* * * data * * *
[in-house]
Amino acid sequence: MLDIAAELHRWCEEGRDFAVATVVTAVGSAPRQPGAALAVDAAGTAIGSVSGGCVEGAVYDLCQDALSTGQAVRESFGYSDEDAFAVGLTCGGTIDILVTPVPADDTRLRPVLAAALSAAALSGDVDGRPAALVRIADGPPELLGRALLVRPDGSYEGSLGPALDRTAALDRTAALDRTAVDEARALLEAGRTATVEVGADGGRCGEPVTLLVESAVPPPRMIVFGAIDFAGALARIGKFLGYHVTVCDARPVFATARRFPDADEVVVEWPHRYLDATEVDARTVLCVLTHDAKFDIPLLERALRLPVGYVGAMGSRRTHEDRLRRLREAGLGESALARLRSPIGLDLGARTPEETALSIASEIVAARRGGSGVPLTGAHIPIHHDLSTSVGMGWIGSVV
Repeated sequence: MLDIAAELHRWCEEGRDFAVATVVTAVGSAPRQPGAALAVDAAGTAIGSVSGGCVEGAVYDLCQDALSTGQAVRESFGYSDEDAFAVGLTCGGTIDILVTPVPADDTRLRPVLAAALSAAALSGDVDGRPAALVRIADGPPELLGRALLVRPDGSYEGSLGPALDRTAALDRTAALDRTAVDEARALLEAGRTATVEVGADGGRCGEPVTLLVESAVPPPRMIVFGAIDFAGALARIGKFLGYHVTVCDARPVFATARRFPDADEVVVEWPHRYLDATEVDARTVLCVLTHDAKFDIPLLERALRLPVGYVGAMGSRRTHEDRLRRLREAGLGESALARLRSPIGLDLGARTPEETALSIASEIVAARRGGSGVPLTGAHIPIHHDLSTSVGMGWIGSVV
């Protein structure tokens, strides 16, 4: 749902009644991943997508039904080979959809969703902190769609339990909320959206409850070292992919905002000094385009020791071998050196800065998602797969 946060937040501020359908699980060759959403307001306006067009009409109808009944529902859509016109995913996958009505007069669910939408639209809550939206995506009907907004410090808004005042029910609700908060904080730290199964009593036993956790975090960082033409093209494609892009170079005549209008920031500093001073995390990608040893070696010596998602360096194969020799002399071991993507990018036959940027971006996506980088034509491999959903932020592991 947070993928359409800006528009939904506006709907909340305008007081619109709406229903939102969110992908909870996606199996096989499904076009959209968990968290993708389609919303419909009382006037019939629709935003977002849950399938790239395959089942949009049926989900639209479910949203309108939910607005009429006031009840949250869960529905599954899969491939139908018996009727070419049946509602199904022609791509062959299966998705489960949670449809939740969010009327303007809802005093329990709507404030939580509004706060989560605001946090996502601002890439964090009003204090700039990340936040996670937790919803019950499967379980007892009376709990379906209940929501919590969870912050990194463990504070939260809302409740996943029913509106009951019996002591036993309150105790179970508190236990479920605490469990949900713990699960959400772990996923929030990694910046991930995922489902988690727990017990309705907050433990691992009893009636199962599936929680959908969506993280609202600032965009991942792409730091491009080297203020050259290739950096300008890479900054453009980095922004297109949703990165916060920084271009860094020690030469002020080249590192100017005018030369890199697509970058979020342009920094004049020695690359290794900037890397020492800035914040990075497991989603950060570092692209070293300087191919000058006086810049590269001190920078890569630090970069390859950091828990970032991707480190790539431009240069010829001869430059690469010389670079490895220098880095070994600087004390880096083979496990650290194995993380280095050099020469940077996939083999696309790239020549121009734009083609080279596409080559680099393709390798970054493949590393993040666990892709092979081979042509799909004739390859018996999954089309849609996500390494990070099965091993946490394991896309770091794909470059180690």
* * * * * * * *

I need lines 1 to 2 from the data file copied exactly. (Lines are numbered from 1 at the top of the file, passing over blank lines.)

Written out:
[in-house]
Amino acid sequence: MLDIAAELHRWCEEGRDFAVATVVTAVGSAPRQPGAALAVDAAGTAIGSVSGGCVEGAVYDLCQDALSTGQAVRESFGYSDEDAFAVGLTCGGTIDILVTPVPADDTRLRPVLAAALSAAALSGDVDGRPAALVRIADGPPELLGRALLVRPDGSYEGSLGPALDRTAALDRTAALDRTAVDEARALLEAGRTATVEVGADGGRCGEPVTLLVESAVPPPRMIVFGAIDFAGALARIGKFLGYHVTVCDARPVFATARRFPDADEVVVEWPHRYLDATEVDARTVLCVLTHDAKFDIPLLERALRLPVGYVGAMGSRRTHEDRLRRLREAGLGESALARLRSPIGLDLGARTPEETALSIASEIVAARRGGSGVPLTGAHIPIHHDLSTSVGMGWIGSVV